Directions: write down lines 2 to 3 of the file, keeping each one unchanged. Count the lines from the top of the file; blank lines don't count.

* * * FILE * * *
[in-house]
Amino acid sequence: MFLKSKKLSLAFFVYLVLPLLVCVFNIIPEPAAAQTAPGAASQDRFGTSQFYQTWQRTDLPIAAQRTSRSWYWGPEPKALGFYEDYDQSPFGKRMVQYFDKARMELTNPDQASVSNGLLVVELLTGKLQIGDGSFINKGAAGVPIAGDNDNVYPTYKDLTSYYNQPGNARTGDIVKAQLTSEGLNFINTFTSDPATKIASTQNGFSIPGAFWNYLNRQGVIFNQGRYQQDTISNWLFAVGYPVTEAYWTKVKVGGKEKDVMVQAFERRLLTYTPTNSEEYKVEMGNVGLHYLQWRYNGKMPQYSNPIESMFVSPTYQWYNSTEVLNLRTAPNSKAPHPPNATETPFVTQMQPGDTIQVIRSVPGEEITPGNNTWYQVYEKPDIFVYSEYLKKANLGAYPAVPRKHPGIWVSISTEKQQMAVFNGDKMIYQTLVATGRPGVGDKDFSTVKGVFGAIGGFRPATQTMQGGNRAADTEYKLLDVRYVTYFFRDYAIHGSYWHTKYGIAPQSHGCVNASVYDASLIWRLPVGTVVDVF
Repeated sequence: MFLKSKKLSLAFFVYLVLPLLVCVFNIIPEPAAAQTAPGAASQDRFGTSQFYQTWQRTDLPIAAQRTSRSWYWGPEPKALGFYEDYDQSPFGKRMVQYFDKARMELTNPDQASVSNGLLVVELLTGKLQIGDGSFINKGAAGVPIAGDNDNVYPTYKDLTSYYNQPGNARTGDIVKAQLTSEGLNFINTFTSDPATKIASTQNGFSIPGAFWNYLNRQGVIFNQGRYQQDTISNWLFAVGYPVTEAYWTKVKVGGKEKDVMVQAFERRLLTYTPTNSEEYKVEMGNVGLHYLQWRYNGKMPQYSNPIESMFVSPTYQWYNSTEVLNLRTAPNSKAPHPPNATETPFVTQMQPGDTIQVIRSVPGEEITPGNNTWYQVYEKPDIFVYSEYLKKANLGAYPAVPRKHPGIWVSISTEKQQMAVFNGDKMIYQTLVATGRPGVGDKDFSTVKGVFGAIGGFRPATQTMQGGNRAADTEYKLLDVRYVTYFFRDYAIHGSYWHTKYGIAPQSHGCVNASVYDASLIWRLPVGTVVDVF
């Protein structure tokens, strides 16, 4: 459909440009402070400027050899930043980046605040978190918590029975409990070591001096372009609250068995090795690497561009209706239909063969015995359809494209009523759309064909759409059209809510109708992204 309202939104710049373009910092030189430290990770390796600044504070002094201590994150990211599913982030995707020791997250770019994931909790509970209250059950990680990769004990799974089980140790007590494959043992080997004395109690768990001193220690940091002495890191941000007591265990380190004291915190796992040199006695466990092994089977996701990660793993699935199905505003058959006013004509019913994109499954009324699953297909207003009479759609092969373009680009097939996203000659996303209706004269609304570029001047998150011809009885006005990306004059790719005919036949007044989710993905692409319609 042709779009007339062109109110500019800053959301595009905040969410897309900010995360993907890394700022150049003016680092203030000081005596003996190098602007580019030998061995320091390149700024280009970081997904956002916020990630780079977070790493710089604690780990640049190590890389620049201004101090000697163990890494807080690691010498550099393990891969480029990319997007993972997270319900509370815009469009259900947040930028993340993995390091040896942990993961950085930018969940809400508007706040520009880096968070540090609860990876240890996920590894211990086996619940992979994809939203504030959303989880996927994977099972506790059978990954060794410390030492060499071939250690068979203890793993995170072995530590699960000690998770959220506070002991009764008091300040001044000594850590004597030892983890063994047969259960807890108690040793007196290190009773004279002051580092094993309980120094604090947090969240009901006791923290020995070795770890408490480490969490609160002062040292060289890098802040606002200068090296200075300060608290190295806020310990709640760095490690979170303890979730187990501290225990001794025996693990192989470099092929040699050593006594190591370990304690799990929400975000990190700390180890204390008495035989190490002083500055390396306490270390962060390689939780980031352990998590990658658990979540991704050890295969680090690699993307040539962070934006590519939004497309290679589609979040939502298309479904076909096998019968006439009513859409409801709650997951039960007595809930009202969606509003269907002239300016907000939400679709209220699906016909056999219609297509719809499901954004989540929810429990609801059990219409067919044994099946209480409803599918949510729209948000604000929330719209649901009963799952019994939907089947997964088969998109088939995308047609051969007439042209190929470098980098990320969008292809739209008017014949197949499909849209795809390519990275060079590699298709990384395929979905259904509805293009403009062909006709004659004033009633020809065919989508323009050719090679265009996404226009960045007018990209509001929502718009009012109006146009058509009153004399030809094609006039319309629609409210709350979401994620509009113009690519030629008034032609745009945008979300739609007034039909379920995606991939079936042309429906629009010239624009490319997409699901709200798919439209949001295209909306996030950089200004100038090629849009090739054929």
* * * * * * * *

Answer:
Amino acid sequence: MFLKSKKLSLAFFVYLVLPLLVCVFNIIPEPAAAQTAPGAASQDRFGTSQFYQTWQRTDLPIAAQRTSRSWYWGPEPKALGFYEDYDQSPFGKRMVQYFDKARMELTNPDQASVSNGLLVVELLTGKLQIGDGSFINKGAAGVPIAGDNDNVYPTYKDLTSYYNQPGNARTGDIVKAQLTSEGLNFINTFTSDPATKIASTQNGFSIPGAFWNYLNRQGVIFNQGRYQQDTISNWLFAVGYPVTEAYWTKVKVGGKEKDVMVQAFERRLLTYTPTNSEEYKVEMGNVGLHYLQWRYNGKMPQYSNPIESMFVSPTYQWYNSTEVLNLRTAPNSKAPHPPNATETPFVTQMQPGDTIQVIRSVPGEEITPGNNTWYQVYEKPDIFVYSEYLKKANLGAYPAVPRKHPGIWVSISTEKQQMAVFNGDKMIYQTLVATGRPGVGDKDFSTVKGVFGAIGGFRPATQTMQGGNRAADTEYKLLDVRYVTYFFRDYAIHGSYWHTKYGIAPQSHGCVNASVYDASLIWRLPVGTVVDVF
Repeated sequence: MFLKSKKLSLAFFVYLVLPLLVCVFNIIPEPAAAQTAPGAASQDRFGTSQFYQTWQRTDLPIAAQRTSRSWYWGPEPKALGFYEDYDQSPFGKRMVQYFDKARMELTNPDQASVSNGLLVVELLTGKLQIGDGSFINKGAAGVPIAGDNDNVYPTYKDLTSYYNQPGNARTGDIVKAQLTSEGLNFINTFTSDPATKIASTQNGFSIPGAFWNYLNRQGVIFNQGRYQQDTISNWLFAVGYPVTEAYWTKVKVGGKEKDVMVQAFERRLLTYTPTNSEEYKVEMGNVGLHYLQWRYNGKMPQYSNPIESMFVSPTYQWYNSTEVLNLRTAPNSKAPHPPNATETPFVTQMQPGDTIQVIRSVPGEEITPGNNTWYQVYEKPDIFVYSEYLKKANLGAYPAVPRKHPGIWVSISTEKQQMAVFNGDKMIYQTLVATGRPGVGDKDFSTVKGVFGAIGGFRPATQTMQGGNRAADTEYKLLDVRYVTYFFRDYAIHGSYWHTKYGIAPQSHGCVNASVYDASLIWRLPVGTVVDVF